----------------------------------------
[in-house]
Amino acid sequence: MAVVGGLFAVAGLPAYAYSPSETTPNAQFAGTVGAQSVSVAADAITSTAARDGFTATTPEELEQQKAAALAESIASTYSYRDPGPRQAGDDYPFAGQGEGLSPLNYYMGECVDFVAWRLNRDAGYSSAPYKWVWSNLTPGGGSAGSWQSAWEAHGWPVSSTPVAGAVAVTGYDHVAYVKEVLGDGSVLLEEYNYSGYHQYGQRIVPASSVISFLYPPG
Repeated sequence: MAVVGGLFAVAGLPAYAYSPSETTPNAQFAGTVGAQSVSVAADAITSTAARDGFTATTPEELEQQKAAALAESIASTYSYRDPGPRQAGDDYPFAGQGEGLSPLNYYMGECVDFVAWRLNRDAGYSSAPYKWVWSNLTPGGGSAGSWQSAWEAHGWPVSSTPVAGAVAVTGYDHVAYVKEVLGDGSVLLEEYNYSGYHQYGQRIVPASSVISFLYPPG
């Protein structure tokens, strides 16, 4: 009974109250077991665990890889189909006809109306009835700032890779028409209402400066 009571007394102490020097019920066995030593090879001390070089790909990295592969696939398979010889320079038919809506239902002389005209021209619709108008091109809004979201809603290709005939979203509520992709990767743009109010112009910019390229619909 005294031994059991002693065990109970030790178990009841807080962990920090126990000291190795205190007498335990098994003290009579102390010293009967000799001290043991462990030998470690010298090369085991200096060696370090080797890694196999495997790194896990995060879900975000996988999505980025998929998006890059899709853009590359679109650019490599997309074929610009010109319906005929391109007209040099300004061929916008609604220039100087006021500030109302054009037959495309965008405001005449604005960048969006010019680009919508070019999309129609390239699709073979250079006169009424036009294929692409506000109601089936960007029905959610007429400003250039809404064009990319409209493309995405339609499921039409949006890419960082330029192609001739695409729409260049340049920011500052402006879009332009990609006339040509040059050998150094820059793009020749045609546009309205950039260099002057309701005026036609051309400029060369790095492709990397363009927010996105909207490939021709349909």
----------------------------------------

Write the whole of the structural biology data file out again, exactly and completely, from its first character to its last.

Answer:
[in-house]
Amino acid sequence: MAVVGGLFAVAGLPAYAYSPSETTPNAQFAGTVGAQSVSVAADAITSTAARDGFTATTPEELEQQKAAALAESIASTYSYRDPGPRQAGDDYPFAGQGEGLSPLNYYMGECVDFVAWRLNRDAGYSSAPYKWVWSNLTPGGGSAGSWQSAWEAHGWPVSSTPVAGAVAVTGYDHVAYVKEVLGDGSVLLEEYNYSGYHQYGQRIVPASSVISFLYPPG
Repeated sequence: MAVVGGLFAVAGLPAYAYSPSETTPNAQFAGTVGAQSVSVAADAITSTAARDGFTATTPEELEQQKAAALAESIASTYSYRDPGPRQAGDDYPFAGQGEGLSPLNYYMGECVDFVAWRLNRDAGYSSAPYKWVWSNLTPGGGSAGSWQSAWEAHGWPVSSTPVAGAVAVTGYDHVAYVKEVLGDGSVLLEEYNYSGYHQYGQRIVPASSVISFLYPPG
């Protein structure tokens, strides 16, 4: 009974109250077991665990890889189909006809109306009835700032890779028409209402400066 009571007394102490020097019920066995030593090879001390070089790909990295592969696939398979010889320079038919809506239902002389005209021209619709108008091109809004979201809603290709005939979203509520992709990767743009109010112009910019390229619909 005294031994059991002693065990109970030790178990009841807080962990920090126990000291190795205190007498335990098994003290009579102390010293009967000799001290043991462990030998470690010298090369085991200096060696370090080797890694196999495997790194896990995060879900975000996988999505980025998929998006890059899709853009590359679109650019490599997309074929610009010109319906005929391109007209040099300004061929916008609604220039100087006021500030109302054009037959495309965008405001005449604005960048969006010019680009919508070019999309129609390239699709073979250079006169009424036009294929692409506000109601089936960007029905959610007429400003250039809404064009990319409209493309995405339609499921039409949006890419960082330029192609001739695409729409260049340049920011500052402006879009332009990609006339040509040059050998150094820059793009020749045609546009309205950039260099002057309701005026036609051309400029060369790095492709990397363009927010996105909207490939021709349909």